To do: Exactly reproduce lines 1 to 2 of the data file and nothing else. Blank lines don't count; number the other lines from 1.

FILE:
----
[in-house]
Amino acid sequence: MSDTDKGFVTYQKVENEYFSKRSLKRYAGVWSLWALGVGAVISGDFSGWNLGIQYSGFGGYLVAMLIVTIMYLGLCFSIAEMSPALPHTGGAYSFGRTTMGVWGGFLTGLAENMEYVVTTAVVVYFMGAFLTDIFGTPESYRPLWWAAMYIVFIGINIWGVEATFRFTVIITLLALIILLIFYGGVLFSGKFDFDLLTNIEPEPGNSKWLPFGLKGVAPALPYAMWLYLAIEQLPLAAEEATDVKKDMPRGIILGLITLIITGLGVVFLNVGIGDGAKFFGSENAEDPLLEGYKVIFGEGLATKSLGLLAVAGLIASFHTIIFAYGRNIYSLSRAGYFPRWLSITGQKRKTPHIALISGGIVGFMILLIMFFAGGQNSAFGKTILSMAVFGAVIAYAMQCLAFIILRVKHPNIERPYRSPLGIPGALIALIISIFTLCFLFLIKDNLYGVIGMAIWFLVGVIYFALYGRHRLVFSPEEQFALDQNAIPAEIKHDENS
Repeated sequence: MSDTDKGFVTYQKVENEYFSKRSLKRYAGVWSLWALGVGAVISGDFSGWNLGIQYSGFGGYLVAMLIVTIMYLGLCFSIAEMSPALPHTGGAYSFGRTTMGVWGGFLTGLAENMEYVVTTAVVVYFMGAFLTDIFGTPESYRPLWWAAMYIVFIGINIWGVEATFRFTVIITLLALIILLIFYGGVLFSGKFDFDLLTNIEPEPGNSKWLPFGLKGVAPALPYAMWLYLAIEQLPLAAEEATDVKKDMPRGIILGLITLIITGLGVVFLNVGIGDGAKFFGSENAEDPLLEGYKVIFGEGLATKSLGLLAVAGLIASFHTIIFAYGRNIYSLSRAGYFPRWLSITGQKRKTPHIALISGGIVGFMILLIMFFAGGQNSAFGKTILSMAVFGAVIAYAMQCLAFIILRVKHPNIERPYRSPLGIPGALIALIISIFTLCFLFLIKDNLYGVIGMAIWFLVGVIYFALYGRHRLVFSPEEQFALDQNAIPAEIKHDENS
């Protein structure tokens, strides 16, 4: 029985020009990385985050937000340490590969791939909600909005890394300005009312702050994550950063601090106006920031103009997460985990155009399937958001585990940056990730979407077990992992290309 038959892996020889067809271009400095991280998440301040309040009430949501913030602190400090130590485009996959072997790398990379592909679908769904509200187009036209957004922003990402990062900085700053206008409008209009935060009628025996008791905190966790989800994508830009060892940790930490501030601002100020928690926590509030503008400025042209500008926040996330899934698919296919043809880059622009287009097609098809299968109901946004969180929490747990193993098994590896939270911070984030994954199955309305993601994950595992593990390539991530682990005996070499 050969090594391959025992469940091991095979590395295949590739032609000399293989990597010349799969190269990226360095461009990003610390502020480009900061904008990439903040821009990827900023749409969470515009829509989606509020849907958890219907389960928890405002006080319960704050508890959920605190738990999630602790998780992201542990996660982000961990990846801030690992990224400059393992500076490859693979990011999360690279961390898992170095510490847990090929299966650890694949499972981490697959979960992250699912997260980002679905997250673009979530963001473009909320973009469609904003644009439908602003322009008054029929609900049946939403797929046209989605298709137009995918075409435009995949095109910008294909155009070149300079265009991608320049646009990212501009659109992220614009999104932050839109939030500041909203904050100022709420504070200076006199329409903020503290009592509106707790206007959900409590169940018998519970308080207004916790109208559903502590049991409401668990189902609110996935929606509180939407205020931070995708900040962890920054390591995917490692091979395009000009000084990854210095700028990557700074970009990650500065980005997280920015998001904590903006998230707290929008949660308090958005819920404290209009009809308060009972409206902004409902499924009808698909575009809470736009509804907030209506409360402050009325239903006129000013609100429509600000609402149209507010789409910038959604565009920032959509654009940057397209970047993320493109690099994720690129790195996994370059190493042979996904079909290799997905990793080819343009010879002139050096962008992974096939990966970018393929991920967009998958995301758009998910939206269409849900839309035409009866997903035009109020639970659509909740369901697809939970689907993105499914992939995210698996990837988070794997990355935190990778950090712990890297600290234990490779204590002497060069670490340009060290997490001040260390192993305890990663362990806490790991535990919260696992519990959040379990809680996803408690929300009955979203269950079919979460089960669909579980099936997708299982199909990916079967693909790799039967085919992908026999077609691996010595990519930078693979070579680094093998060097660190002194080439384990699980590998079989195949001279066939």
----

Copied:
[in-house]
Amino acid sequence: MSDTDKGFVTYQKVENEYFSKRSLKRYAGVWSLWALGVGAVISGDFSGWNLGIQYSGFGGYLVAMLIVTIMYLGLCFSIAEMSPALPHTGGAYSFGRTTMGVWGGFLTGLAENMEYVVTTAVVVYFMGAFLTDIFGTPESYRPLWWAAMYIVFIGINIWGVEATFRFTVIITLLALIILLIFYGGVLFSGKFDFDLLTNIEPEPGNSKWLPFGLKGVAPALPYAMWLYLAIEQLPLAAEEATDVKKDMPRGIILGLITLIITGLGVVFLNVGIGDGAKFFGSENAEDPLLEGYKVIFGEGLATKSLGLLAVAGLIASFHTIIFAYGRNIYSLSRAGYFPRWLSITGQKRKTPHIALISGGIVGFMILLIMFFAGGQNSAFGKTILSMAVFGAVIAYAMQCLAFIILRVKHPNIERPYRSPLGIPGALIALIISIFTLCFLFLIKDNLYGVIGMAIWFLVGVIYFALYGRHRLVFSPEEQFALDQNAIPAEIKHDENS